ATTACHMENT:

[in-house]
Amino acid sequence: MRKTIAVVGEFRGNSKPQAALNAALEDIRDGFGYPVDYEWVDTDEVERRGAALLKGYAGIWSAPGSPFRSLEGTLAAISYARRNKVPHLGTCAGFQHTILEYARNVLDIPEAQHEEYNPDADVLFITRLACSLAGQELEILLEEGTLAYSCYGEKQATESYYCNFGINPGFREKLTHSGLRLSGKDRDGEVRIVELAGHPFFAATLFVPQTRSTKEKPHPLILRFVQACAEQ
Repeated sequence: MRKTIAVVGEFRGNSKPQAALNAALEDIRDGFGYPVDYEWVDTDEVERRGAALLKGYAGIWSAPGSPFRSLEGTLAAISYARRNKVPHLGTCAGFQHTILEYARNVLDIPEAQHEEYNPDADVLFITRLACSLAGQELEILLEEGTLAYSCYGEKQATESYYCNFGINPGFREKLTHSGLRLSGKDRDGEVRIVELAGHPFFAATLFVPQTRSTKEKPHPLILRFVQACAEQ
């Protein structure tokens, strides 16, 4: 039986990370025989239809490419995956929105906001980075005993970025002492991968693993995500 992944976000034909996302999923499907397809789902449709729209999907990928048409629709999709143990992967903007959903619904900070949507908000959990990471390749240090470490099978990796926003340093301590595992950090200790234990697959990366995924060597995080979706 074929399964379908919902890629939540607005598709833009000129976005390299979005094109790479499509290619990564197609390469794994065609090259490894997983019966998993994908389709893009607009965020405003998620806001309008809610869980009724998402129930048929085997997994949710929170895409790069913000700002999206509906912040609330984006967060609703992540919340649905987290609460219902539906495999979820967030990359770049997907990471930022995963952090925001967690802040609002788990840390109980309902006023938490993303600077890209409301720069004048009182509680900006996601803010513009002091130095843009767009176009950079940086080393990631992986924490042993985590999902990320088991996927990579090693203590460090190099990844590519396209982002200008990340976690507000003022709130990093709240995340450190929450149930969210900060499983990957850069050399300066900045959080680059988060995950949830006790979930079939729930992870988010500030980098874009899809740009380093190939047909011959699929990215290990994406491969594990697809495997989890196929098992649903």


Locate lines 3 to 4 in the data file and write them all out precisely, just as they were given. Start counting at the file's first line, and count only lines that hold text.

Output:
Repeated sequence: MRKTIAVVGEFRGNSKPQAALNAALEDIRDGFGYPVDYEWVDTDEVERRGAALLKGYAGIWSAPGSPFRSLEGTLAAISYARRNKVPHLGTCAGFQHTILEYARNVLDIPEAQHEEYNPDADVLFITRLACSLAGQELEILLEEGTLAYSCYGEKQATESYYCNFGINPGFREKLTHSGLRLSGKDRDGEVRIVELAGHPFFAATLFVPQTRSTKEKPHPLILRFVQACAEQ
């Protein structure tokens, strides 16, 4: 039986990370025989239809490419995956929105906001980075005993970025002492991968693993995500 992944976000034909996302999923499907397809789902449709729209999907990928048409629709999709143990992967903007959903619904900070949507908000959990990471390749240090470490099978990796926003340093301590595992950090200790234990697959990366995924060597995080979706 074929399964379908919902890629939540607005598709833009000129976005390299979005094109790479499509290619990564197609390469794994065609090259490894997983019966998993994908389709893009607009965020405003998620806001309008809610869980009724998402129930048929085997997994949710929170895409790069913000700002999206509906912040609330984006967060609703992540919340649905987290609460219902539906495999979820967030990359770049997907990471930022995963952090925001967690802040609002788990840390109980309902006023938490993303600077890209409301720069004048009182509680900006996601803010513009002091130095843009767009176009950079940086080393990631992986924490042993985590999902990320088991996927990579090693203590460090190099990844590519396209982002200008990340976690507000003022709130990093709240995340450190929450149930969210900060499983990957850069050399300066900045959080680059988060995950949830006790979930079939729930992870988010500030980098874009899809740009380093190939047909011959699929990215290990994406491969594990697809495997989890196929098992649903």